The Old Palace of Whitehall by Hendrick Danckerts
Between 1500 and 1800, London became the largest city in Europe, its financial, commercial, cultural, and social capital, and the headquarters of a vast global empire. To do all that from its origins as a medieval village, Londoners had to overcome innumerable plagues, fires, crime, and collapsing infrastructure. To survive the city’s many dangers, toils, and snares, its inhabitants needed to evolve into a new type of urbanite, one that was flexible, resilient, entrepreneurial, optimistic, determined, and wryly humorous: the Londoner.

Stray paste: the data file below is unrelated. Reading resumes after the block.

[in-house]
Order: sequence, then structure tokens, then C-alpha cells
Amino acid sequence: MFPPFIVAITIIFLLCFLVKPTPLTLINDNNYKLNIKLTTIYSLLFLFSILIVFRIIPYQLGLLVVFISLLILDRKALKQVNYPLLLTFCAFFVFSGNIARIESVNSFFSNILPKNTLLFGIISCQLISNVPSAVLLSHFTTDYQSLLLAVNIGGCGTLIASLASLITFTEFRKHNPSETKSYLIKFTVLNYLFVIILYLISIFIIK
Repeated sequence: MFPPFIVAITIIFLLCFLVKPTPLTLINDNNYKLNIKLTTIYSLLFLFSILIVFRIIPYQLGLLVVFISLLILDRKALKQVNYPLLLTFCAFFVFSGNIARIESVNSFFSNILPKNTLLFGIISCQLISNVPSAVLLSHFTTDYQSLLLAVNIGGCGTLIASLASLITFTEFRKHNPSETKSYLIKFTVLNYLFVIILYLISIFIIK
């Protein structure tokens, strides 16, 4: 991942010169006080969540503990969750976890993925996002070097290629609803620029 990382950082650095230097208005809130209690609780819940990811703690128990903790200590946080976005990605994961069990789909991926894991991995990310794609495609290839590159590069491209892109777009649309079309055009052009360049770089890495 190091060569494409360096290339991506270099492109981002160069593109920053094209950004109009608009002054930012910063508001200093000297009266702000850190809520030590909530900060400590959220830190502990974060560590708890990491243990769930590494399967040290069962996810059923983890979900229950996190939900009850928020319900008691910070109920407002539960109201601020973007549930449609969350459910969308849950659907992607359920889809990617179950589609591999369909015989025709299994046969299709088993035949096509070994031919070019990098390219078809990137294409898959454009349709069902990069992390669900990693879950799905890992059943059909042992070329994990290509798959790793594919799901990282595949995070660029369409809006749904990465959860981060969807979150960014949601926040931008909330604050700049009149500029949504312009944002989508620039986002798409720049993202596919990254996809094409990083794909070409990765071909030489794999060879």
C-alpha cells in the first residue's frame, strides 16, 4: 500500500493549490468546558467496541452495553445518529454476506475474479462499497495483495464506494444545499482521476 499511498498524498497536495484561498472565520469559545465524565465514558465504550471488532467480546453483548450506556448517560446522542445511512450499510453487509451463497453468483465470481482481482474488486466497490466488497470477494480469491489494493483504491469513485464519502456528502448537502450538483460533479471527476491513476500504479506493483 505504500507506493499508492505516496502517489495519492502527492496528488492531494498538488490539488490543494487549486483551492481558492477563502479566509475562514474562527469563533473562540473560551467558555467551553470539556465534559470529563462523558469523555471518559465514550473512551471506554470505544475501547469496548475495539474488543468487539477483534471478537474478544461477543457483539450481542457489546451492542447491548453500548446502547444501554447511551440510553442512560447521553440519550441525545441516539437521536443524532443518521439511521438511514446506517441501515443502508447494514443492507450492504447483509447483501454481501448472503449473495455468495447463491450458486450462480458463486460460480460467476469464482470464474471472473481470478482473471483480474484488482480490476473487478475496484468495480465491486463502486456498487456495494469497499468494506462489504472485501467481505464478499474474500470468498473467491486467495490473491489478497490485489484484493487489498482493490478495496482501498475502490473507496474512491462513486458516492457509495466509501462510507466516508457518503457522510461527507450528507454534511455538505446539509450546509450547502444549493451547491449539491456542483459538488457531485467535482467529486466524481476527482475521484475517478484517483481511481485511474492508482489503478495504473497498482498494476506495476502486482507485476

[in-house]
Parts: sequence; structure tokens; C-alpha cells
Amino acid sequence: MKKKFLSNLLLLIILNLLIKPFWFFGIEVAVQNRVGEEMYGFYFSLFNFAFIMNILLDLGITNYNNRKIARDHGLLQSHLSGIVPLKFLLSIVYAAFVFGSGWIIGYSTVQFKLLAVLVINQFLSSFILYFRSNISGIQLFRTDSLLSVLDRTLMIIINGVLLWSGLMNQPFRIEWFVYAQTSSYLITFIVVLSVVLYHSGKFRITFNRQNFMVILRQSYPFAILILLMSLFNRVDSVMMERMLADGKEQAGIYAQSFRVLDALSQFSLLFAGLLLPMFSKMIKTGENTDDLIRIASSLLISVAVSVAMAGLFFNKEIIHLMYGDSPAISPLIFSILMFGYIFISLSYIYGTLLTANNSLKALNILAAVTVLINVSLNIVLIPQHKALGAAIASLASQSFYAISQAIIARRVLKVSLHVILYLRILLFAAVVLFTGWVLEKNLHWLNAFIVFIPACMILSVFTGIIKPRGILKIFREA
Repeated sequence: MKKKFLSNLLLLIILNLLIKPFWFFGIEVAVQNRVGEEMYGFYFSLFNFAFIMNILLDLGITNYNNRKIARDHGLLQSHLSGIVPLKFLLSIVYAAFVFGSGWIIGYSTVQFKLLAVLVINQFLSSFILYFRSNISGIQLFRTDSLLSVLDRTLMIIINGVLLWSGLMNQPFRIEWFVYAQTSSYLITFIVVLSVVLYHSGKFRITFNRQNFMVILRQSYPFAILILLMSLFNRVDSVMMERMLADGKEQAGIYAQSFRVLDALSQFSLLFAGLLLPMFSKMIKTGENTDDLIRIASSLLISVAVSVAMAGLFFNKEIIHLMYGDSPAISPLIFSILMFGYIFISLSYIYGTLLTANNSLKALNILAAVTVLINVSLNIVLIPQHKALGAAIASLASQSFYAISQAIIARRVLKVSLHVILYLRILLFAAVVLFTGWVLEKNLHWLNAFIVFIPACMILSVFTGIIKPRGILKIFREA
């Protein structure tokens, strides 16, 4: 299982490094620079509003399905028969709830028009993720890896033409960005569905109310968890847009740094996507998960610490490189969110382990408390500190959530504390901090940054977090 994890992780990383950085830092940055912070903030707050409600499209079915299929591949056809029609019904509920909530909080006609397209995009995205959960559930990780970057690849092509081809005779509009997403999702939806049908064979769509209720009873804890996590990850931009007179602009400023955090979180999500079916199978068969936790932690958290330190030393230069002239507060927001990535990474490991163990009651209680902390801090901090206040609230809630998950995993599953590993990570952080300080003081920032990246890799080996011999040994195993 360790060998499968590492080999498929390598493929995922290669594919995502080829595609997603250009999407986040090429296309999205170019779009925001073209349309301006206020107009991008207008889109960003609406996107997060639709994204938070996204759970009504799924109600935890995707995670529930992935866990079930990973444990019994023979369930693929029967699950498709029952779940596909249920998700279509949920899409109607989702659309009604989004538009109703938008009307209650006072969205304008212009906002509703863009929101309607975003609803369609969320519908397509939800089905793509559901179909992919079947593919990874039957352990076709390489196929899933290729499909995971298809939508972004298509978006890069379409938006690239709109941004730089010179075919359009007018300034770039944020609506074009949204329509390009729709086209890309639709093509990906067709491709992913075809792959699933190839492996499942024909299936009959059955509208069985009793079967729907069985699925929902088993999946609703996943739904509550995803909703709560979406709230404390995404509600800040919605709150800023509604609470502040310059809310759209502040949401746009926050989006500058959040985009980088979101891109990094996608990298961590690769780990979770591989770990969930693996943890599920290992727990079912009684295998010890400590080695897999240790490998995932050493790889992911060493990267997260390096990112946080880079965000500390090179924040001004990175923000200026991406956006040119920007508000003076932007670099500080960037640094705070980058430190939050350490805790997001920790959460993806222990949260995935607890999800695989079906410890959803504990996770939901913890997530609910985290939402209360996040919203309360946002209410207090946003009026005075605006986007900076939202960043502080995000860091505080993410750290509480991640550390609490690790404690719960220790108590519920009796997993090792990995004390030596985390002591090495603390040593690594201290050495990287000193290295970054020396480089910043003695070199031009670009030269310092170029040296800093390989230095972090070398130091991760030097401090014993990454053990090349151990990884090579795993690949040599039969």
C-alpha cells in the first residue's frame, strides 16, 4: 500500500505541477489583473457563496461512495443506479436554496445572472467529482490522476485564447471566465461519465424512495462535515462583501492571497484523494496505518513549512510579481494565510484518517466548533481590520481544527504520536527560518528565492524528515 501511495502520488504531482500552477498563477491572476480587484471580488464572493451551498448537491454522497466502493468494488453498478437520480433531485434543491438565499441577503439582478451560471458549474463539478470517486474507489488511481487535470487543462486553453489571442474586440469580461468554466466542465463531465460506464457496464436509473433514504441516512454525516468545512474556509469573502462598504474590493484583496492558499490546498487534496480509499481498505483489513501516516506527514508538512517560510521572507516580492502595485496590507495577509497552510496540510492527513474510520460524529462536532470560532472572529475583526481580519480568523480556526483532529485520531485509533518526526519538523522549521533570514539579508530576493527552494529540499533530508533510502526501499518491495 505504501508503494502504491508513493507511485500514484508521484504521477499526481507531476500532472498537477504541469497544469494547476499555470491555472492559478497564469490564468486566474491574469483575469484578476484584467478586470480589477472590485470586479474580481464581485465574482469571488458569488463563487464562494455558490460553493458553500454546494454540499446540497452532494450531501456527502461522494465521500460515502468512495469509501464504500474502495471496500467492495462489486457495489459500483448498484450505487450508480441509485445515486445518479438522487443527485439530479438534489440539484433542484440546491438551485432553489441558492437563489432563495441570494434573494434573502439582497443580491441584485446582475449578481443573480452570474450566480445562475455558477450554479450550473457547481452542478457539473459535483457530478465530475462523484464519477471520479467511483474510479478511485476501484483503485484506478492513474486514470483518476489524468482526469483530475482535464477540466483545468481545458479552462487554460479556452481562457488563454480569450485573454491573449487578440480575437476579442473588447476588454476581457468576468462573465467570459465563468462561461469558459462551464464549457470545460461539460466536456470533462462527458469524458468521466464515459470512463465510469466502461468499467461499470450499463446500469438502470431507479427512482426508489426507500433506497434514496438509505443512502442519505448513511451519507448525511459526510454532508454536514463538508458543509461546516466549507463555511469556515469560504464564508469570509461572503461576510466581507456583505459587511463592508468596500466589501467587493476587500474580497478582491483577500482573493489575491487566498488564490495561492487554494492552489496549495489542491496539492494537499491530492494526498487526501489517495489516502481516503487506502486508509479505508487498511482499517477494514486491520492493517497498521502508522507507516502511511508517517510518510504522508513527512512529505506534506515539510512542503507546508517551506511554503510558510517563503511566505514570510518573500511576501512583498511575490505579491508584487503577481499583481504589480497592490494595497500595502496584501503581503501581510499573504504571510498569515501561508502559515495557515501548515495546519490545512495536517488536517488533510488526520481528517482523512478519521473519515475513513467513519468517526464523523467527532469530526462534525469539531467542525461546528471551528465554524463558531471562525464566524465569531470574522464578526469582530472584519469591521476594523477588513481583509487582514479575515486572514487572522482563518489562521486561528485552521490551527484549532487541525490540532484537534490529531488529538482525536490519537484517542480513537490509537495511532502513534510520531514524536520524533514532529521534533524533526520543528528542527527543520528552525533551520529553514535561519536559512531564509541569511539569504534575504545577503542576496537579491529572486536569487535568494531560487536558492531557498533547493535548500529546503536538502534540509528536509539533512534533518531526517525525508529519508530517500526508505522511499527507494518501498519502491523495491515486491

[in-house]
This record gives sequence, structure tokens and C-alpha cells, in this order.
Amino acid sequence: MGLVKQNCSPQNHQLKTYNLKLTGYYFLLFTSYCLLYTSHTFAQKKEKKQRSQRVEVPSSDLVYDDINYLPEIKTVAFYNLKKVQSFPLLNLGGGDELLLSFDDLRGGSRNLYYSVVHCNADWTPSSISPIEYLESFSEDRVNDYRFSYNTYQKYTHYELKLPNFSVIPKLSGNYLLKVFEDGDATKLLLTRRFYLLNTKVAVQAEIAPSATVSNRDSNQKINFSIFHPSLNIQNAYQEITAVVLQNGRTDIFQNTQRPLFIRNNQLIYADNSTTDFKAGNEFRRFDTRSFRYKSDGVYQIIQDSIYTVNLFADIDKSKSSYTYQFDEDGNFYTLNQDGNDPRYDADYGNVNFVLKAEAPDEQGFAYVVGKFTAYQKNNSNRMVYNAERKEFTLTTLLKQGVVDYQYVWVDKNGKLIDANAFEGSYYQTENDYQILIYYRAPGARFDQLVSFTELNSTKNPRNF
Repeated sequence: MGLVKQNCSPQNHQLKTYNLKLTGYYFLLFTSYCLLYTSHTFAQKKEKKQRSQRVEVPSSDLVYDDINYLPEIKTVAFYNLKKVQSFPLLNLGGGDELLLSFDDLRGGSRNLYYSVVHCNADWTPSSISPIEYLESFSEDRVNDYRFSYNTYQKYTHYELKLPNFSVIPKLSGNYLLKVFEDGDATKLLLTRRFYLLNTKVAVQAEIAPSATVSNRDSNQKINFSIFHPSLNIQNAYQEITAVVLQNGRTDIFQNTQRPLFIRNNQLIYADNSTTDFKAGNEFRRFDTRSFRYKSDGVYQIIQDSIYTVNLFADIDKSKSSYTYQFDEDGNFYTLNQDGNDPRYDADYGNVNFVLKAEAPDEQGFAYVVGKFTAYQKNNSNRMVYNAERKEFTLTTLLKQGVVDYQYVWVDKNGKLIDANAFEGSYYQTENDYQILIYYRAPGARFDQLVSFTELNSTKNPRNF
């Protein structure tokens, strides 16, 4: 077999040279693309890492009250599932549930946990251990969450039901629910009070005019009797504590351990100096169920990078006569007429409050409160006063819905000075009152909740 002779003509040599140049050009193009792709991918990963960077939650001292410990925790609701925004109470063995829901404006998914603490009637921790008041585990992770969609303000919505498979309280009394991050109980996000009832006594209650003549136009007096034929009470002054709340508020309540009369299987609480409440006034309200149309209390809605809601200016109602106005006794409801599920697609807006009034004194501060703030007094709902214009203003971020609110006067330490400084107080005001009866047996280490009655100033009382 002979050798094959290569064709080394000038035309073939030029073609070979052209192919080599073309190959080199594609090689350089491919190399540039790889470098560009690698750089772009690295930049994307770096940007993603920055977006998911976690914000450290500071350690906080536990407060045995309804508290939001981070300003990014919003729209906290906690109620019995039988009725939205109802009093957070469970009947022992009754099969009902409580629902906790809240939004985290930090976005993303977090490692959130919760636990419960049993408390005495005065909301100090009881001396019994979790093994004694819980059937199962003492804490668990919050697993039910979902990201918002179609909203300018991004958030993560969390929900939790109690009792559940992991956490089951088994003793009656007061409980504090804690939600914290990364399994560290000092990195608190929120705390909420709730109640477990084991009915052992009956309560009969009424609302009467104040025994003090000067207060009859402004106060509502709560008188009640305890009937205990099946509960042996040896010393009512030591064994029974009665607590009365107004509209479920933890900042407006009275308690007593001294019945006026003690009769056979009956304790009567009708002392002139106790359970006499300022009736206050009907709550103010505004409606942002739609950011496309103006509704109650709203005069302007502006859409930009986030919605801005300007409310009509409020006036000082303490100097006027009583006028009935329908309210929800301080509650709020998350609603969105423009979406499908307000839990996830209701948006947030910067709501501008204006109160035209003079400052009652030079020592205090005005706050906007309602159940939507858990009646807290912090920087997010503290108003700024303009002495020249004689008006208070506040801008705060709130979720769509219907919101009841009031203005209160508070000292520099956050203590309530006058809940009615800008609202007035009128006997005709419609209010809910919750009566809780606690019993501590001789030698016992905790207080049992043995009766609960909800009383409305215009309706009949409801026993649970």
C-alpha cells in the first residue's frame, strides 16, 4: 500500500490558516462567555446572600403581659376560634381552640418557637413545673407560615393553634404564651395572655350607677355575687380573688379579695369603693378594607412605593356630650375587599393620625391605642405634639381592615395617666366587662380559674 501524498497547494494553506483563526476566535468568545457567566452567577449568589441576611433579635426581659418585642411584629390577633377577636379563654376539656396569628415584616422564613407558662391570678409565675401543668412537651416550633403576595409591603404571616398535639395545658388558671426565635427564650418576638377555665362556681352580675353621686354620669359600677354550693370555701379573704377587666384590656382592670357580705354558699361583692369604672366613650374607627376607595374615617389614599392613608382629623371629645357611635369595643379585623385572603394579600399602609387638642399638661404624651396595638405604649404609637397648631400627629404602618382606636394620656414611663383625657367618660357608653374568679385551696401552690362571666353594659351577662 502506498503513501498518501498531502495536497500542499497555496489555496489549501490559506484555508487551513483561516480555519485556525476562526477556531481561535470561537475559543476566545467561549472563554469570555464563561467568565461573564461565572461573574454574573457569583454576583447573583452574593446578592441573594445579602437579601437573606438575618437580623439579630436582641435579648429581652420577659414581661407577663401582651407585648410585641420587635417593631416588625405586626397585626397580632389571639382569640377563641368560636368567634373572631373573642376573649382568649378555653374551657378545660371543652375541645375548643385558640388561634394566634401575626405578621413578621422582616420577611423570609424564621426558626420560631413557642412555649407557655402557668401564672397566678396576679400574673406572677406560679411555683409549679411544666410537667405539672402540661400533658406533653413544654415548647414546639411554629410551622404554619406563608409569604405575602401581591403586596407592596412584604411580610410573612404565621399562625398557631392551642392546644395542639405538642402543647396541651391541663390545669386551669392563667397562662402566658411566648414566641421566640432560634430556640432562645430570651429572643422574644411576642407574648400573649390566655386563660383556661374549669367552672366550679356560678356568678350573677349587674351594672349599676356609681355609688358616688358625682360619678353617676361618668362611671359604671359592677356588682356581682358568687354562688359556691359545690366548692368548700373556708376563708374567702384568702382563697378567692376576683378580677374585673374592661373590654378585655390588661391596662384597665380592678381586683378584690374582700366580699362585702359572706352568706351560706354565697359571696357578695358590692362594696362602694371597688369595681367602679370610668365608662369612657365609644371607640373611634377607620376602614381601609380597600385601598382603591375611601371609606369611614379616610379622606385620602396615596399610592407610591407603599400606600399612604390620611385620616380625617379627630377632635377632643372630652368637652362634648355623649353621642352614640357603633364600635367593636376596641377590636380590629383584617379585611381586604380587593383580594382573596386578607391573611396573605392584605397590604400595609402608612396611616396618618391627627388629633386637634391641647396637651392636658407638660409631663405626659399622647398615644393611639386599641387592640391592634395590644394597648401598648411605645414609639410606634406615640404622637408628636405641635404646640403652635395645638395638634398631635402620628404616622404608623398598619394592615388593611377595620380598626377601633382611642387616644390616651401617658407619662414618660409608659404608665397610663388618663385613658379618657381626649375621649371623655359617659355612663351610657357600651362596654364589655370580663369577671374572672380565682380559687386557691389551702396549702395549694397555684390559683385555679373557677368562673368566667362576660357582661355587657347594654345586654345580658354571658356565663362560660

Early modern Londoners had to find community in the big city. By creating connections with each other in elected participatory local government, in taverns, pubs, coffee houses and clubs; in the first newspapers and a relatively free press; in the first public concerts and the first viable commercial theater since the ancient world; in communities of risk like joint stock and insurance companies; or in networks of female servants, they forged many of the hallmarks of modern life. Indeed, Londoners invented modernity for the Anglophone world.
Join historian Robert Bucholz as he charts the city’s rapid growth, and examines the full range of London life, from the splendid galleries of Whitehall to the damp and sooty alleyways of the East End.